Less than a month after a Border Patrol agent was killed along the U.S.-Mexico border, another person has been killed in a skirmish involving officers from the agency.
In the early hours of Wednesday morning, a 17-year-old Mexican boy named Ramses Barron Torres was killed along the Nogales, Arizona-Sonora, Mexico border by a Border Patrol agent. That much everyone agrees about. But nearly everything else about the circumstances of his death are up for debate.
Border Patrol say that agents were trying to apprehend drug smugglers along the border when Torres and his friends started throwing rocks at the agents. Torres' friends deny that rocks were thrown and say that Torres was an innocent bystander that night.
One friend spoke with Nogales International and said the bullet that killed Torres may have been meant for him:
"I think he fired just to scare me," the youth said. But the bullet passed through the fence - the barrier at the spot where the shooting occurred consists of vertical steel tubes with several inches of space between them - and stuck Barron Torres instead.
The youth said the agent ran up behind him and grabbed him as he was trying to scale the fence back into Mexico, but let go when he started screaming that his friend had been shot.
"I think he got scared," he said.
A Mexican official said that Border Patrol agents fired warning shots after Torres and other Mexican kids tried to cross into the U.S., and that Torres died after falling from a border wall and hitting his head, the AP reported on Wednesday. The official said that no one was hit by the shots. But Nogales International reports that an autopsy conducted by the Sonoran police showed Torres was killed by a bullet that entered his body from the back of his right arm and entered his chest cavity before puncturing his lungs and getting lodged in his ribcage.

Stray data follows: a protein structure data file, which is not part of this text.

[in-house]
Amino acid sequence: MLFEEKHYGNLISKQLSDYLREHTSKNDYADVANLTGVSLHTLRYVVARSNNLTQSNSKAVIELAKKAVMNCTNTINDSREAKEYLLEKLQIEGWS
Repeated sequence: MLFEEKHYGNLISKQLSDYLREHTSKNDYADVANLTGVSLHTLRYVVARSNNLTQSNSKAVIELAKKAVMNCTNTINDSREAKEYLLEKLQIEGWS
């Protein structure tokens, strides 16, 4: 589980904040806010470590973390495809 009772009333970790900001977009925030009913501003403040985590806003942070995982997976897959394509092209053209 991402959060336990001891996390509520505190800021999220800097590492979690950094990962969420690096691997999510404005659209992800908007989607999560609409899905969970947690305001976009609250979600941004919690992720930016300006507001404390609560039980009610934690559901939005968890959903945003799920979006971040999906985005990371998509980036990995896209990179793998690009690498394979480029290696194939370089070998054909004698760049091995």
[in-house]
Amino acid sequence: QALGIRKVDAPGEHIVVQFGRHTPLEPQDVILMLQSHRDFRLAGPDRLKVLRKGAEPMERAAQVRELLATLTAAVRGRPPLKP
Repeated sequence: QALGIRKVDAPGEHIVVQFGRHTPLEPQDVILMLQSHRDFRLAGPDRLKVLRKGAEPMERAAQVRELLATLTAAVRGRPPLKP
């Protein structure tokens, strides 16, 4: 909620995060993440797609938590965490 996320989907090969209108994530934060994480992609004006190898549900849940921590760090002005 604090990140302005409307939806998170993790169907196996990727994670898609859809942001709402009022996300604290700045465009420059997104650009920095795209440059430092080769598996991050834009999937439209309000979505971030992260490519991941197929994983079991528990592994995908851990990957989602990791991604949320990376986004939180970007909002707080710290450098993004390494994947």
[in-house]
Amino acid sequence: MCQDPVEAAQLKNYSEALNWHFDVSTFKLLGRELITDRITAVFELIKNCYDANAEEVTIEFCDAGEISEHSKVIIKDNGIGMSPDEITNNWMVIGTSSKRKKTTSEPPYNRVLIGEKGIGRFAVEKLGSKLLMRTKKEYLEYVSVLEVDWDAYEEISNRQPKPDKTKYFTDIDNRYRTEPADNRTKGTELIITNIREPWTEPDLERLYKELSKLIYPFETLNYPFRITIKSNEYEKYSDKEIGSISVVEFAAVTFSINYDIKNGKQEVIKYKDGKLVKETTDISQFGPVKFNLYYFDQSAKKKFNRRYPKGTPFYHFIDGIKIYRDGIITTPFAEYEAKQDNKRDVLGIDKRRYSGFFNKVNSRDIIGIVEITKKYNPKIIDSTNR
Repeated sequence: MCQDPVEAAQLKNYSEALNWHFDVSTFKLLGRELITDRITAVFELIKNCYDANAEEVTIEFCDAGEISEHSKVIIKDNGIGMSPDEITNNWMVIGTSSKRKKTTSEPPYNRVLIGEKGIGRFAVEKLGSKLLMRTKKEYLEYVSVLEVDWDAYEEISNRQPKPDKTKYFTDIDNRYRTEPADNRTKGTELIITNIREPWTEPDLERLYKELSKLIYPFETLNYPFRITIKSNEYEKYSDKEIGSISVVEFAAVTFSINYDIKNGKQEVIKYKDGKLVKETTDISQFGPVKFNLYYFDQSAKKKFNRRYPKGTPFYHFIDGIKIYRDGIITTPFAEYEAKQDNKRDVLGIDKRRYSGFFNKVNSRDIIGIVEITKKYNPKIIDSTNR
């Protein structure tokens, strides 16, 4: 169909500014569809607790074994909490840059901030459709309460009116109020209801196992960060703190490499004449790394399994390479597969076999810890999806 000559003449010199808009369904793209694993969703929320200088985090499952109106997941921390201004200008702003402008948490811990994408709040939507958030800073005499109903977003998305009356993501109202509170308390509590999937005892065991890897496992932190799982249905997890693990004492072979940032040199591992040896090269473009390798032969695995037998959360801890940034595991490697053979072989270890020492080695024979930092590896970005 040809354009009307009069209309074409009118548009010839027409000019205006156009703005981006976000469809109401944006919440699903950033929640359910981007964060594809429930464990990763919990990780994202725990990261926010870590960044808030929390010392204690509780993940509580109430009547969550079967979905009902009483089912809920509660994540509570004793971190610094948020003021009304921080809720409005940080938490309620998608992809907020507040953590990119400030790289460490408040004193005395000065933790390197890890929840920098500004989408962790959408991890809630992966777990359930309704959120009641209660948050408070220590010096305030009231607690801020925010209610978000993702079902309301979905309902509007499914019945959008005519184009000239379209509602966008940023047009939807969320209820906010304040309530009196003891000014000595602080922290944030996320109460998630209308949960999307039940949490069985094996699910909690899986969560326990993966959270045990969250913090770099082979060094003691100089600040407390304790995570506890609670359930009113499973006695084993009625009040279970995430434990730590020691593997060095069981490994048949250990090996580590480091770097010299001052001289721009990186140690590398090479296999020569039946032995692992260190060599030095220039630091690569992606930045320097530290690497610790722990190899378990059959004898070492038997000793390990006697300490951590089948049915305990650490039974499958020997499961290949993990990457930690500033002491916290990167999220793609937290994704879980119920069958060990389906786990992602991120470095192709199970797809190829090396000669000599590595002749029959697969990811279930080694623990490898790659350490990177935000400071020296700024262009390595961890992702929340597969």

Last June another Mexican teenager, Sergio Adrian Hernandez Huereca, was shot and killed by Border Patrol at the El Paso-Juarez border. Like Torres' death, the details of Huereca's death were also disputed. The Border Patrol claimed Huereca and his friends were also throwing rocks at Border Patrol agents, which necessitated the use of deadly force, but then video surfaced showing that the Border Patrol agent drew his gun long before rocks were thrown. The FBI opened a civil rights investigation into Huereca's death.
Customs and Border Patrol is the largest uniformed law enforcement agency in the United States, and their numbers only climb with the regular infusions of extra cash Congress sends for militarization of the border. Jennifer Allen, the executive director of Arizona human rights group Border Action Network, said in December that increased violence was unsurprising, given the design of decades of U.S. border security and immigration policies.
"[Violence] has been an ongoing and increasing trend that has been very predictable from the mid-1990s when the whole strategy has been based on deterrence and on making the border the most difficult to pass as possible," Allen said.